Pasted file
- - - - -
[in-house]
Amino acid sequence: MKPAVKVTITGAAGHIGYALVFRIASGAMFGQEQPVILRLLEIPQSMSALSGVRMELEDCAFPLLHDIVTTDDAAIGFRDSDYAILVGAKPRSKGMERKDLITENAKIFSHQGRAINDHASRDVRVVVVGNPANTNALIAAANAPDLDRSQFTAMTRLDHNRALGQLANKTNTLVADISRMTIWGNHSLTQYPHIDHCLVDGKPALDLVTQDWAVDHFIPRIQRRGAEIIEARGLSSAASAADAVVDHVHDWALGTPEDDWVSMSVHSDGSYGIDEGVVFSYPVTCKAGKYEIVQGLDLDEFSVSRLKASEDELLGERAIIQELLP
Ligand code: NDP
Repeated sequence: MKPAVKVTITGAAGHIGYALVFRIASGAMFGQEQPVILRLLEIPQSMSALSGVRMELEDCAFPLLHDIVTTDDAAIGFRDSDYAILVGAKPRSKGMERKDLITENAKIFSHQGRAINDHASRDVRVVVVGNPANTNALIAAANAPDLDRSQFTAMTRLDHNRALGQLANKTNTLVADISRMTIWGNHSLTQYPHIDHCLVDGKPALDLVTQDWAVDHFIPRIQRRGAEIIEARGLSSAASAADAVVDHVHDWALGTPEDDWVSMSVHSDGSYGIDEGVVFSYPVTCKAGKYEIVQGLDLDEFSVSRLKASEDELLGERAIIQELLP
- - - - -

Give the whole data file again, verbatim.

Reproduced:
[in-house]
Amino acid sequence: MKPAVKVTITGAAGHIGYALVFRIASGAMFGQEQPVILRLLEIPQSMSALSGVRMELEDCAFPLLHDIVTTDDAAIGFRDSDYAILVGAKPRSKGMERKDLITENAKIFSHQGRAINDHASRDVRVVVVGNPANTNALIAAANAPDLDRSQFTAMTRLDHNRALGQLANKTNTLVADISRMTIWGNHSLTQYPHIDHCLVDGKPALDLVTQDWAVDHFIPRIQRRGAEIIEARGLSSAASAADAVVDHVHDWALGTPEDDWVSMSVHSDGSYGIDEGVVFSYPVTCKAGKYEIVQGLDLDEFSVSRLKASEDELLGERAIIQELLP
Ligand code: NDP
Repeated sequence: MKPAVKVTITGAAGHIGYALVFRIASGAMFGQEQPVILRLLEIPQSMSALSGVRMELEDCAFPLLHDIVTTDDAAIGFRDSDYAILVGAKPRSKGMERKDLITENAKIFSHQGRAINDHASRDVRVVVVGNPANTNALIAAANAPDLDRSQFTAMTRLDHNRALGQLANKTNTLVADISRMTIWGNHSLTQYPHIDHCLVDGKPALDLVTQDWAVDHFIPRIQRRGAEIIEARGLSSAASAADAVVDHVHDWALGTPEDDWVSMSVHSDGSYGIDEGVVFSYPVTCKAGKYEIVQGLDLDEFSVSRLKASEDELLGERAIIQELLP